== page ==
# Motivation

In this question, a user asked whether it is possible to inline the following function:

-- simplified version
{-# INLINE nTimes #-}
nTimes :: Int -> (a -> a) -> a -> a
nTimes 0 f x = x
nTimes n f x = nTimes (n-1) f (f x)


Unfortunately, the answer seems no, since GHC sees a recursive function and gives up. Even if you use a compile-time constant, e.g. nTimes 1 (+1) x, you don't end up with x + 1, but with nTimes 1 (+1) x.

While it's of course fine to refuse inlining if the number of loops is unknown, it's also a hassle if it is known.

# Code

As you can see in the question above, I've proposed the following solution:

{-# LANGUAGE TemplateHaskell #-}
module Times where

-- > item under review begins here

nTimesTH :: Int -> Q Exp
nTimesTH n = do
f <- newName "f"
x <- newName "x"

when (n <= 0)    (reportWarning "nTimesTH: argument non-positive")
when (n >= 1000) (reportWarning "nTimesTH: argument large, can lead to memory exhaustion")

let go k | k <= 0 = VarE x
go k          = AppE (VarE f) (go (k - 1))
return $LamE [VarP f,VarP x] (go n) -- < item under review ends here  This should, for any n, create a function with patterns named f and x, and apply f to x with AppE n times: $(nTimesTH 0) = \f x -> x
$(nTimesTH 1) = \f x -> f x$(nTimesTH 2) = \f x -> f (f x)
$(nTimesTH 3) = \f x -> f (f (f x))  I can verify that the created function has the correct type: $ ghci -XTemplateHaskell Times.sh
ghci> :t $(nTimesTH 0)$(nTimesTH 0) :: r -> r1 -> r1

ghci> :t $(nTimesTH 1)$(nTimesTH 1) :: (r1 -> r) -> r1 -> r

ghci> :t $(nTimesTH 2)$(nTimesTH 2) :: (r -> r) -> r -> r

ghci> :t $(nTimesTH 3)$(nTimesTH 3) :: (r -> r) -> r -> r


To all my knowledge, nTimesTH works exactly as expected.

Given that this is my first time dabbling with Template Haskell, does this follow best practices? Also, I'm using VarE, AppE and so on. Language.Haskell.TH also provides some combinators, so that one can write

  let go k | k <= 0 = varE x
go k          = appE (varE f) (go (k - 1))
lamE (map varP [f,x]) (go n)


Is this just personal preference, or is lamE preferred? As far as I can see, the expression combinators use the canonic implementation, e.g. varE = return . VarE, appE f x = liftA2 AppE f x and so on.

# Tests

Just for completeness the QuickCheck tests. Those aren't really part of the review, but here fore completeness:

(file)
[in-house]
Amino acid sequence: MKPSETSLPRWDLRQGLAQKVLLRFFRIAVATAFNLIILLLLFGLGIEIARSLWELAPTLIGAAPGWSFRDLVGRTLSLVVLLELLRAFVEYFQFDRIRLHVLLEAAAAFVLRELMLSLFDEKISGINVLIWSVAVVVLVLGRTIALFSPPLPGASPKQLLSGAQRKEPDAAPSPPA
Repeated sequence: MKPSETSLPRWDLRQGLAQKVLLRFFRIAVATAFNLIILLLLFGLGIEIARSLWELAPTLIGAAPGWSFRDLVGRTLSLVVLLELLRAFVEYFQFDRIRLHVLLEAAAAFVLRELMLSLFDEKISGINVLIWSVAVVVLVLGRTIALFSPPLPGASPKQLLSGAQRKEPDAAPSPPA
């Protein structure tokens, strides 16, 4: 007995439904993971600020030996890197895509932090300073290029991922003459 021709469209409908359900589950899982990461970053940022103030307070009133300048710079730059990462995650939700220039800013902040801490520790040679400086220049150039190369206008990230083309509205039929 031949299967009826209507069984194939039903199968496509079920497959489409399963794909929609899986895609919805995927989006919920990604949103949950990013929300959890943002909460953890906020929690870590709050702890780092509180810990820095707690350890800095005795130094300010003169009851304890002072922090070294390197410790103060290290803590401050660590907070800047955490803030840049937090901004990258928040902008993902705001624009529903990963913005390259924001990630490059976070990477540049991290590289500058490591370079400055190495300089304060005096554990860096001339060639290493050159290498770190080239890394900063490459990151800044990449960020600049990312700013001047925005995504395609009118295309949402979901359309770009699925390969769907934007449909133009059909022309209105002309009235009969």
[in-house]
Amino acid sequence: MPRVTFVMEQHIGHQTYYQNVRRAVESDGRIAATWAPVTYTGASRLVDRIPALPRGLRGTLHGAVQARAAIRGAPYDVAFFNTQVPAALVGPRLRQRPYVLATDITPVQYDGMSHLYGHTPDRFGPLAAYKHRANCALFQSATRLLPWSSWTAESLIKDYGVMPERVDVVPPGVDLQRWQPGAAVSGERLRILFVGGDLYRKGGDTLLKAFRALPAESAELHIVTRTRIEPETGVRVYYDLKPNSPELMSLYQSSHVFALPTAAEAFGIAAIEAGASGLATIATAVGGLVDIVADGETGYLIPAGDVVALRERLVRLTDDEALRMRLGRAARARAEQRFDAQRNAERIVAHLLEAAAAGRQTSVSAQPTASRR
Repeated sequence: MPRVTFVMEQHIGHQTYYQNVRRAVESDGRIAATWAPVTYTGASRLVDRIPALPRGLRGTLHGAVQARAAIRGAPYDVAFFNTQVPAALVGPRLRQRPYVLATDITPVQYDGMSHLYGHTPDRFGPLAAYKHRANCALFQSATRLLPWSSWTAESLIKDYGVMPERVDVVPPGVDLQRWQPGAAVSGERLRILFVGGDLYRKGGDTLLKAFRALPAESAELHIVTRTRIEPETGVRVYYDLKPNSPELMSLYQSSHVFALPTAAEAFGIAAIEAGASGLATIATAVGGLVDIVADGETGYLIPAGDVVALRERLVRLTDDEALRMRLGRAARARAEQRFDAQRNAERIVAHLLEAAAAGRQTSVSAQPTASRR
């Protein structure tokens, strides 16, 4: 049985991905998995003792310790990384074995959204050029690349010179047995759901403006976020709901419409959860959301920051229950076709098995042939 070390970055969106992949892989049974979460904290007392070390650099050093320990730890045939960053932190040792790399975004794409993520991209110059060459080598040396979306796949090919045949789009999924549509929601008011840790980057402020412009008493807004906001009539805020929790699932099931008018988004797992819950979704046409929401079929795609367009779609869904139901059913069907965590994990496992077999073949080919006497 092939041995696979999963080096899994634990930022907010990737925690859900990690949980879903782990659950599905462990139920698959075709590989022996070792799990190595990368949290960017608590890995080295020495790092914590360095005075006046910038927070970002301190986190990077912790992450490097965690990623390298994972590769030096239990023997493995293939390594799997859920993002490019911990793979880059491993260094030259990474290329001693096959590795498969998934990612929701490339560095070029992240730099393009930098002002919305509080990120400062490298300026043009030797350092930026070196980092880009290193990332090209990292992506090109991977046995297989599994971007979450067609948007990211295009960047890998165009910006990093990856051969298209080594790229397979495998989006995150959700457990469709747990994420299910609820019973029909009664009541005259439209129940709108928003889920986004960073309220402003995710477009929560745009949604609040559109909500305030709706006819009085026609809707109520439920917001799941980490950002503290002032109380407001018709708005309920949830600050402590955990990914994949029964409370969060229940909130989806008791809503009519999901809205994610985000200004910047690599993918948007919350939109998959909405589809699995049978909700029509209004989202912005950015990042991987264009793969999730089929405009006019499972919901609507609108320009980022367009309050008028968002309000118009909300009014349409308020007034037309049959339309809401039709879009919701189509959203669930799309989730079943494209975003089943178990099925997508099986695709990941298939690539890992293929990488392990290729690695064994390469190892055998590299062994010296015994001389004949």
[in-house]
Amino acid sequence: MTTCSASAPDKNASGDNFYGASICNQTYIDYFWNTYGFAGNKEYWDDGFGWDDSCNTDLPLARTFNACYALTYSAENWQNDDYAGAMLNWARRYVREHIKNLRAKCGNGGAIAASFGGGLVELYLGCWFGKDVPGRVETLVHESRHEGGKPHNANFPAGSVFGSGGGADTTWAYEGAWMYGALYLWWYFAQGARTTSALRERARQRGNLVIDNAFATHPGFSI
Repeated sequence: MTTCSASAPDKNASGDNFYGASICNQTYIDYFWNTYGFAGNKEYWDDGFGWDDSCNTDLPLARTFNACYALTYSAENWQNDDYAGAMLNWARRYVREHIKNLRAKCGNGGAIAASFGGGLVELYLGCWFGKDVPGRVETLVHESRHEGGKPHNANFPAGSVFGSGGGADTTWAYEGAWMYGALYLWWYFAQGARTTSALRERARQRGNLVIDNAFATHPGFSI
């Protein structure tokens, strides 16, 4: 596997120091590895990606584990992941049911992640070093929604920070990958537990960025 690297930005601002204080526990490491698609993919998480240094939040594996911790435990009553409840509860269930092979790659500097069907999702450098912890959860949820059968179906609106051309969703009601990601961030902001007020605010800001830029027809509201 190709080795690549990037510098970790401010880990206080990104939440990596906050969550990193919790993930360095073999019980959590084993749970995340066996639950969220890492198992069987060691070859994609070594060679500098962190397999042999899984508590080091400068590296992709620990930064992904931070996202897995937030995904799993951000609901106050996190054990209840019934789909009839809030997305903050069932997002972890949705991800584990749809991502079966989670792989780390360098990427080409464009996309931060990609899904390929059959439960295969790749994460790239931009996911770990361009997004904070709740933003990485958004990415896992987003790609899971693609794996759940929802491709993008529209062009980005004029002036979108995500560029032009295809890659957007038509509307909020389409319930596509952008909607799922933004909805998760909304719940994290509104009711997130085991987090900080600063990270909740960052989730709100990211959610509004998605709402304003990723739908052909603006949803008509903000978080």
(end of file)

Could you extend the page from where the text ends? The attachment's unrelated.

module Times where
import Test.QuickCheck

-- .. rest of module as above

genTestSingle :: Int -> Q Exp
genTestSingle n = do
f <- newName "gTSf"
x <- newName "gTSx"

lamE [varP f, varP x] $appsE [ [| (==) |], appsE [nTimesTH n, varE f, varE x] , appsE [ [| nTimesFoldr n |], varE f, varE x]] genAllTest :: Int -> Q Exp genAllTest n = do f <- newName "gATf" x <- newName "gATv" lamE [varP f, varP x]$ doE $(flip map) [1..n]$ \i ->
noBindS $appE [| quickCheck |]$ appsE [genTestSingle i, varE f, varE x]

module Main where

main = $(genAllTest 100) sin 40  • Note: Please don't use nTimesTH n f x with large values n, if f isn't inlineable or x isn't also a compile-time constant. This will eat all your RAM. – Zeta Feb 12, 2017 at 19:12 • go n is iterate (AppE (VarE f)) (VarE x) !! max 0 n. Feb 14, 2017 at 20:37 ## 1 Answer Your implementation is fine. But it is a little bit ironic: In your SO answer, you start of with "you can use better functions", yet you rewrite nTimes via go. If this was a real module, you would probably want to export both functions nTimesTH and nTimes, and implement the former via the latter: {-# LANGUAGE TemplateHaskell #-} module Times (nTimes, nTimesTH) where import Control.Monad (when) import Language.Haskell.TH -- example implementation nTimes :: Int -> (a -> a) -> a -> a nTimes n f x = iterate f x !! max 0 n nTimesTH :: Int -> Q Exp nTimesTH n = do when (n <= 0) (reportWarning "nTimesTH: argument non-positive") when (n >= 1000) (reportWarning "nTimesTH: argument large, can lead to memory exhaustion") f <- newName "f" x <- newName "x" lamE (map varP [f,x])$ nTimes n (appE (varE f)) (varE x)


This removes the need for code duplication, and any future optimization you find for nTimes gets automatically applied in nTimesTH, although that only matter during the compile time. After all $(nTimesTH n) is completely evaluated during compilation. Other than that, I moved the warnings on top of the function, since this brings the names f and x closer to their actual use. I also replaced the data constructors with their respective functions. Note that for a real module you still want to add documentation: -- | @'nTimes' n f x@ applies @f@ @n@ times over @x@. -- It does not apply @f@ if @n@ is negative. In this case @x@ is returned. -- -- prop> nTimes n f x == iterate f x !! max 0 nTimes :: Int -> (a -> a) -> a -> a -- | @'nTimesTH' n@ returns a function that applies the first -- argument @n@ times to the second argument. -- @n@ must be known at compile time. Needs @-XTemplateHaskell@. -- -- prop>$(nTimesTH n) f x == nTimes n f x
nTimesTH :: Int -> Q Exp